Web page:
10 things you might not know about Hayling Island

Hayling Island (Illustration by Lucy Atkinson)

Hayling Island (Illustration by Lucy Atkinson) - Credit: Archant

A Russian princess, an ancient tree and a tornado - there are plenty of stories linked to this popular island

A Bit Of History

On the coast between Portsmouth and Chichester and shaped like a hammerhead shark, this isn't a classic-looking island. But it has enough history and stories to fill a dozen islands.

The Romans put Hayling on the map when they turned an Iron Age shrine on the island's north area into a temple, the remains of which now lie beneath farmland.

It had its own salt pan, recorded in the Domesday Book and thriving until the early 19th century, and its own oyster beds. In May 1944 it took part in the run-up to D-day by hosting Exercise Fabius, the evidence of which, a broken Mulberry harbour, remains on Sinah Sands.

Oldest Yew

The impressive Hayling Island Yew can be found at St Marys

The impressive Hayling Island Yew can be found at St Marys - Credit: Chris Gunns / Geograph (CC BY-SA 2.0)

With an estimated age of 2,000 years old, no wonder many islanders proudly believe the ancient yew tree which stands in St Mary's churchyard is the oldest in Britain. Hard to verify, perhaps, but what isn't in dispute is its mighty girth - nine metres or 30ft. If you're visiting this arboreal gem, take time to notice the shells and pebbles used in the mortar for the ancient church itself, a wonderful reminder of the nearby sea.

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Mysterious Sea Path

Before the construction of the island's original wooden toll bridge in 1824, you got there by boat. Unless you were prepared to risk the mysterious Wadeway, a submerged, three-quarter mile route between Langstone and Hayling, which is believed to predate Roman times. Look carefully at the lowest tide between Northney shore and the Royal Oak at Langstone and you can spot the wooden stumps, alleged to mark its way. The route has been impassable since it was cut in two by the construction of the Portsmouth and Chichester canal in the 1820s.

The Godfather of Windsurfing

In 1982, British courts recognised 'prior art' by engineer Peter Chilvers who, as a young boy on Hayling Island, assembled his first board combined with a sail, in 1958. Chilvers' contraption was dubbed a 'sailboard' and a UK court case examining an alleged patent infringement (which was not upheld) established an important principle in patent law, now known as 'the Windsurfing Approach'. Peter Chilvers died in 2015 and in that year the Stagecoach company named one of its local buses in his honour.


No-one predicted the events of 20 October, 2013. At least 100 properties were damaged when the island was hit by a tornado - but no injuries were reported.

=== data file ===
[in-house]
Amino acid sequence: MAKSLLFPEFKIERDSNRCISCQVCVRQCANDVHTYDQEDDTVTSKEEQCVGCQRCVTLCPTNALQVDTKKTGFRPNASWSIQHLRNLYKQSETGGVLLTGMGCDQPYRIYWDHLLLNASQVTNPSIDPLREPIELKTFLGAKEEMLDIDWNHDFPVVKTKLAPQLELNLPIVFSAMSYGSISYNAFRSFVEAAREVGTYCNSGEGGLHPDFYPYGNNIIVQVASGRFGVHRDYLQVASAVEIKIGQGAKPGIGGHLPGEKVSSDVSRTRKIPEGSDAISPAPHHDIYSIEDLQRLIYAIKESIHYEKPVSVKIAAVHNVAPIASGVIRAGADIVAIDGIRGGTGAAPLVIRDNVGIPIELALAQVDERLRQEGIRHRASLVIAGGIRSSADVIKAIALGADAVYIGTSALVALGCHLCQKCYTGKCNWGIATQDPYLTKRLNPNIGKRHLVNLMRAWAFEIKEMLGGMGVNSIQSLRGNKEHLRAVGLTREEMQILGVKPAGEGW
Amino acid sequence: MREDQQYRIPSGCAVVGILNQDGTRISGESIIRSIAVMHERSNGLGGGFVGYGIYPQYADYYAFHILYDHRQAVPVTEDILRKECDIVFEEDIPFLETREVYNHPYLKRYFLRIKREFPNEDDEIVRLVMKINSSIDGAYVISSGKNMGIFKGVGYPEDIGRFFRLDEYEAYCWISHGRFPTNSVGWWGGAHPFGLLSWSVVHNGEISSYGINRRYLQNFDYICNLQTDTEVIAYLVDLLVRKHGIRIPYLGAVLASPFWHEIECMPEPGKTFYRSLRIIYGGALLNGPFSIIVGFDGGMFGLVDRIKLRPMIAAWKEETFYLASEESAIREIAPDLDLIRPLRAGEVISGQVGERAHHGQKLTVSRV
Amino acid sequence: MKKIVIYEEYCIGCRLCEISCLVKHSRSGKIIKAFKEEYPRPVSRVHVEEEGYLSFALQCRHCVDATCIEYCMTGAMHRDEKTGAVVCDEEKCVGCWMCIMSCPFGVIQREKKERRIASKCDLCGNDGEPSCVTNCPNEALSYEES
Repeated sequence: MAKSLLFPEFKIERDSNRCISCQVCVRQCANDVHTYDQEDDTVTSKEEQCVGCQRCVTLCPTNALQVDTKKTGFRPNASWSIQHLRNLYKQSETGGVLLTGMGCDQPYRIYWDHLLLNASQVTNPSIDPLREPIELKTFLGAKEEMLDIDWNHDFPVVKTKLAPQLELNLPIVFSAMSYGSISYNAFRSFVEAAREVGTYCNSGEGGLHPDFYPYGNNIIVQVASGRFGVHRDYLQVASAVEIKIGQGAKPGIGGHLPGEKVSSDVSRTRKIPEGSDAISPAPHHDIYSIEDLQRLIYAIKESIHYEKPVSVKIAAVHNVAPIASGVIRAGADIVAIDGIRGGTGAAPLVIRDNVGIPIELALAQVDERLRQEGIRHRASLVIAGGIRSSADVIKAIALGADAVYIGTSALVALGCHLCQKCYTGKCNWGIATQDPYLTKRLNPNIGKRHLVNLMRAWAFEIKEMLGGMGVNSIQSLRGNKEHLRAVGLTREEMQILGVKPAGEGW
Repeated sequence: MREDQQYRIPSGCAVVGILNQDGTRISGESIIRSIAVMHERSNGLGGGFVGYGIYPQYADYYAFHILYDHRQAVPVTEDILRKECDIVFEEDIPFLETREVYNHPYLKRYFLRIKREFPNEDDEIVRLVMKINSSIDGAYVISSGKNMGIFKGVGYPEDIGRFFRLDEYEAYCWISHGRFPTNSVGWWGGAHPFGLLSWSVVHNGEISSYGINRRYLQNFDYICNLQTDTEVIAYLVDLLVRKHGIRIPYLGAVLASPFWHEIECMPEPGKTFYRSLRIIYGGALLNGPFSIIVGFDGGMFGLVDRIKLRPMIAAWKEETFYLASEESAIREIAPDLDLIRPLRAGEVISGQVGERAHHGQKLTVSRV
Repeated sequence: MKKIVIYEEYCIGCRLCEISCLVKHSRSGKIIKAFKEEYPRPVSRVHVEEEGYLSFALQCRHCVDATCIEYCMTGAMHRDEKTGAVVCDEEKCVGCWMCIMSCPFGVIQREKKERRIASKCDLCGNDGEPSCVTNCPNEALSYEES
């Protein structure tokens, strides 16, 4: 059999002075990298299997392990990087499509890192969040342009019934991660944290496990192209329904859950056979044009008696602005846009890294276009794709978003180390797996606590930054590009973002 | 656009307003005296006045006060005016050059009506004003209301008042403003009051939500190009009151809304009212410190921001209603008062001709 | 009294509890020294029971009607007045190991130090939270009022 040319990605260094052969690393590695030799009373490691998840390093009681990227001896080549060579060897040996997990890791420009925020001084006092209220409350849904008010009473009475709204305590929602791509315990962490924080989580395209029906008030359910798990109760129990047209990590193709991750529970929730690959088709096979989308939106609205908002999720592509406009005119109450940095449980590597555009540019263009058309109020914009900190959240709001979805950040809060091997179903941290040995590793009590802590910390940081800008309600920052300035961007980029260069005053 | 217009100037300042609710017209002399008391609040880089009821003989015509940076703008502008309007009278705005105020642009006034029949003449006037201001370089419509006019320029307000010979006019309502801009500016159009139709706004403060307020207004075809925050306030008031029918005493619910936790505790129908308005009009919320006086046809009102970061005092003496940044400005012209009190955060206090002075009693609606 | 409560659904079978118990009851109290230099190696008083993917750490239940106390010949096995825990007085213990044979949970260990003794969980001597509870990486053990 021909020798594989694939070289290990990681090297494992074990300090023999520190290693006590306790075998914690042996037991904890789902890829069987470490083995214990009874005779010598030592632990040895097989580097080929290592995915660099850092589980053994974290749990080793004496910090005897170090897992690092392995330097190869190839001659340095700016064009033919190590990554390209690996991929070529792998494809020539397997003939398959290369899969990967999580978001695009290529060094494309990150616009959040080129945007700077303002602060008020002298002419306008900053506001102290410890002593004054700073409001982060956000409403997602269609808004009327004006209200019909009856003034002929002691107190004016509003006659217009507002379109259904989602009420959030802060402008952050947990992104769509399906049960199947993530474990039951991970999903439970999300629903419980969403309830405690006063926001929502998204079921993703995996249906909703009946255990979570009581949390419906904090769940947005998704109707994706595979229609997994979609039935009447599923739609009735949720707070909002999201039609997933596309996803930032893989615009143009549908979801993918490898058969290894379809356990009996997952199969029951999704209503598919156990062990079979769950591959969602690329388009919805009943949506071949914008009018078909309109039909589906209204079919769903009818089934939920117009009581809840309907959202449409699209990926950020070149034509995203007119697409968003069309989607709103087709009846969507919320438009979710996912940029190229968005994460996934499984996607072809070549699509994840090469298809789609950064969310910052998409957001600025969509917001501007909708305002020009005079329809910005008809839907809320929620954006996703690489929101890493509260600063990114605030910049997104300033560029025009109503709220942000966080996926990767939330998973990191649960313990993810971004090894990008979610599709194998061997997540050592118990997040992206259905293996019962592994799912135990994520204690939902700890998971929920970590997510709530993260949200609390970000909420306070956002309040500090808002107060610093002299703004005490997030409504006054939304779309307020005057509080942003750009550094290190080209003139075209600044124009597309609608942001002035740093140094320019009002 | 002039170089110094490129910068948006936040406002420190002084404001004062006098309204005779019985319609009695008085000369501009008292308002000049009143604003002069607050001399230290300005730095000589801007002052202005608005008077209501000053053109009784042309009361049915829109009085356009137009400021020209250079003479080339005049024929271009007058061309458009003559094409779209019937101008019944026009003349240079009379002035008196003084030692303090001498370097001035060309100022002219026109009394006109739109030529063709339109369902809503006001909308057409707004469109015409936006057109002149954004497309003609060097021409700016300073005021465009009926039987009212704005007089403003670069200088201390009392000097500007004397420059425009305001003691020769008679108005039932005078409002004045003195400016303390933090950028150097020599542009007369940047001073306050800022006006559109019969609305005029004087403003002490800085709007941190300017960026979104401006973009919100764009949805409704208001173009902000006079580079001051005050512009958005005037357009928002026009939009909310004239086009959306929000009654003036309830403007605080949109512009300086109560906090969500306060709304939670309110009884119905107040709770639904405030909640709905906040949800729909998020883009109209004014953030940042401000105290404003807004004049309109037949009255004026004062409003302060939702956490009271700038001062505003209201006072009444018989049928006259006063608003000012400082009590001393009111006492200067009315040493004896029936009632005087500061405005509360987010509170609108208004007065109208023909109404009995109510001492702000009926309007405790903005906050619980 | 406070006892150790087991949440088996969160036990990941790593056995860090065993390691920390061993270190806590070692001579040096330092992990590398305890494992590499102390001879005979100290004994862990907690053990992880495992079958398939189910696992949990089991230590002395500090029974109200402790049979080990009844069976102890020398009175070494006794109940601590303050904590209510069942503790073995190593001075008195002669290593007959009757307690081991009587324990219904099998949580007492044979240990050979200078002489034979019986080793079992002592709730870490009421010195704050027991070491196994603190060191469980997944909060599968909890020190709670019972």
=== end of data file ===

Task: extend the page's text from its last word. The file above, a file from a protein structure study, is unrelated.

The Hayling Billy

This delightful name was once given to the jaunty little Victorian 'Terrier' locomotives, the only ones light enough to cross the wooden bridge from Langstone Harbour. The Hayling Billy Trail - the train's route from the island's neck to the seafront - is a popular cycling route, taking in views of the island's west coast, and plenty of wildlife, from the oyster beds to The Kench.

Things To Do

Sailing is big on the island with plenty of friendly clubs to help you get going, including Hayling Island Sailing Club, Mengham Rythe Sailing Club and Hayling Ferry Club.

There's also boardsailing and kayaking too. Nature lovers can enjoy walks, or cycle the Hayling Billy Trail to visit reserves at The Kench, the oyster beds and Langstone Harbour.

You may even see one of the local seals. The Funland Amusement Park has 18 rides, all beside the sea. Sporting types can join Hayling Island FC and you can find a real tennis court at the Seacourt Tennis Club in Victoria Avenue. Station Theatre has top films and concerts.

Eat and Drink

The Inn on the Beach is a charming pub that has the best sea views and often witnesses gloriously vivid sunsets. Inside, the decor is rustic cool, with barrels as tables, large windows and an aquarium populated by colourful fish. 

For a breakfast with a difference, go to the Salt Shack café at Northney Marina where they do a barbecue breakfast as well as lunch, all served with beautiful harbour views. There are more sea views at Sparkes Marina's Drift, where pizzas are cooked to order in the wood-fired oven.

Russian Princess

Take a turn about the graveyard of St Peter's Church in Northney and you'll find the gravestone erected to this ill-fated royal.

Princess Catherine Yourievsky was born in 1878 and her father was later assassinated. After wandering Europe following the Russian Revolution she eventually settled on Hayling in 1932. She was said to have chosen The Haven because the sea air eased her asthma.

The Princess was supported by a stipend from our own Queen Mary but this ceased in 1953 and she was forced to start selling her possessions before her death, in 1959.

From Health Farm to Holiday Hotel

No one knows how Sinah Warren got its name. Some claim it's because of the long-tailed rabbits supposed to have lived there. Others say sinah was a healing herb - which might fit with the camp's reported original guise as a health retreat run by 15th-century monks.

Whatever the truth, Sinah Warren, which has been owned by the Duke of Norfolk and Augustus Arbuthnot - who annoyed residents by starting up a battery chicken farm during the war - has attracted thousands of visitors to the island over the years. It became a holiday camp in the 1950s and is now a Warner Leisure Hotel.


- Things to see and do on the Lymington coastline - Dive on shipwrecks, kayak with seals, or sip a G&T as you sail on the Solent - Lymington has plenty to offer those who take to its waters